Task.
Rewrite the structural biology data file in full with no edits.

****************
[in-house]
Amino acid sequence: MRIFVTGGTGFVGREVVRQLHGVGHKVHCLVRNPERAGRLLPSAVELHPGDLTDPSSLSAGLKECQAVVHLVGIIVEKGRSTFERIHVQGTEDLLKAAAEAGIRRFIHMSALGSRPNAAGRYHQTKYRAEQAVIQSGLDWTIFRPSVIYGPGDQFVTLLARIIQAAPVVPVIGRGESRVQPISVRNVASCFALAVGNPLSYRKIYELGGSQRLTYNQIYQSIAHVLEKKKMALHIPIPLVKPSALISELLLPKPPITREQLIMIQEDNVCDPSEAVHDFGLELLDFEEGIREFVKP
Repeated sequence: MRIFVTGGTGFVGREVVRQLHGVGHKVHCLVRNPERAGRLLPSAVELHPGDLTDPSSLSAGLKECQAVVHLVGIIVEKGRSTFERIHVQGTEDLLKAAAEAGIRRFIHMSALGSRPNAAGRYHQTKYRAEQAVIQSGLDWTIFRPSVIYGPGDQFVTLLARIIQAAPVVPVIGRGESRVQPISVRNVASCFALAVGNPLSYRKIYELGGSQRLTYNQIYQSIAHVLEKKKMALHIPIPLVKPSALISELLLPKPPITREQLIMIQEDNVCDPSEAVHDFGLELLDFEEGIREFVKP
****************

[in-house]
Amino acid sequence: MRIFVTGGTGFVGREVVRQLHGVGHKVHCLVRNPERAGRLLPSAVELHPGDLTDPSSLSAGLKECQAVVHLVGIIVEKGRSTFERIHVQGTEDLLKAAAEAGIRRFIHMSALGSRPNAAGRYHQTKYRAEQAVIQSGLDWTIFRPSVIYGPGDQFVTLLARIIQAAPVVPVIGRGESRVQPISVRNVASCFALAVGNPLSYRKIYELGGSQRLTYNQIYQSIAHVLEKKKMALHIPIPLVKPSALISELLLPKPPITREQLIMIQEDNVCDPSEAVHDFGLELLDFEEGIREFVKP
Repeated sequence: MRIFVTGGTGFVGREVVRQLHGVGHKVHCLVRNPERAGRLLPSAVELHPGDLTDPSSLSAGLKECQAVVHLVGIIVEKGRSTFERIHVQGTEDLLKAAAEAGIRRFIHMSALGSRPNAAGRYHQTKYRAEQAVIQSGLDWTIFRPSVIYGPGDQFVTLLARIIQAAPVVPVIGRGESRVQPISVRNVASCFALAVGNPLSYRKIYELGGSQRLTYNQIYQSIAHVLEKKKMALHIPIPLVKPSALISELLLPKPPITREQLIMIQEDNVCDPSEAVHDFGLELLDFEEGIREFVKP